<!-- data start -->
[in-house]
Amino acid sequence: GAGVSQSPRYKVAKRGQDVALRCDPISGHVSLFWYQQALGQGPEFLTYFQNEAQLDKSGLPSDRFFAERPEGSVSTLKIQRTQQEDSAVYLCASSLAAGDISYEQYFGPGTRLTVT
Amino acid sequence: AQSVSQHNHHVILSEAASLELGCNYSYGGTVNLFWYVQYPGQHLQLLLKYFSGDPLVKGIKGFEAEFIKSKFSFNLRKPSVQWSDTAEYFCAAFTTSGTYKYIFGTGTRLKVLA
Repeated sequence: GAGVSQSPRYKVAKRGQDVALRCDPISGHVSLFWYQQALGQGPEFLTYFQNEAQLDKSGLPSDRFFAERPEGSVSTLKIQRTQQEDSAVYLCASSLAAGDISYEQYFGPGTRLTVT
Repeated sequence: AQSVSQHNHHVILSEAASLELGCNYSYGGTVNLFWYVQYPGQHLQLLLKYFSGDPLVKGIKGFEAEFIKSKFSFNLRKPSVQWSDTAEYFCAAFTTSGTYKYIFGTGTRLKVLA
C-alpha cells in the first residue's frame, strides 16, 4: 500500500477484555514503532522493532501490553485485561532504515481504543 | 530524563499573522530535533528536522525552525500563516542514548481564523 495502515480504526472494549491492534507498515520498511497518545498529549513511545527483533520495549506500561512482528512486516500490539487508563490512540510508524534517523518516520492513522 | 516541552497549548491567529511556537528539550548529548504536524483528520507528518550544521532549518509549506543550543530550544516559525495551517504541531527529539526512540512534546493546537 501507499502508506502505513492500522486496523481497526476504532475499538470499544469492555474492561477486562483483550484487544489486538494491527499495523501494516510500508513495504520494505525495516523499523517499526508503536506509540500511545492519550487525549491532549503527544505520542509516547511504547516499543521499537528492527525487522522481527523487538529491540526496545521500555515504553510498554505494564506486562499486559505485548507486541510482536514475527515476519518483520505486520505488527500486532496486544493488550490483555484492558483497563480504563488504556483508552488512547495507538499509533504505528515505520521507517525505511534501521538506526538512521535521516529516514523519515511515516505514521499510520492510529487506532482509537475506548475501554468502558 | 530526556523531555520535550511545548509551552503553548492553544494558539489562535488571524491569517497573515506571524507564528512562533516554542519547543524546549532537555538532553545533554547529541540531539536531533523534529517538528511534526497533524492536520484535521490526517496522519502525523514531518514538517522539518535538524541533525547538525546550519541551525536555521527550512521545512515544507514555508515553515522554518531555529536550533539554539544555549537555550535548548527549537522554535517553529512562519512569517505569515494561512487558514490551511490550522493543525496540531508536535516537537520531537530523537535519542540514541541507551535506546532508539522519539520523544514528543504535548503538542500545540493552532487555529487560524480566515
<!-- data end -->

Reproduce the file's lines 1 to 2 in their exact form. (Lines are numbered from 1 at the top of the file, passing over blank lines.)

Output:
[in-house]
Amino acid sequence: GAGVSQSPRYKVAKRGQDVALRCDPISGHVSLFWYQQALGQGPEFLTYFQNEAQLDKSGLPSDRFFAERPEGSVSTLKIQRTQQEDSAVYLCASSLAAGDISYEQYFGPGTRLTVT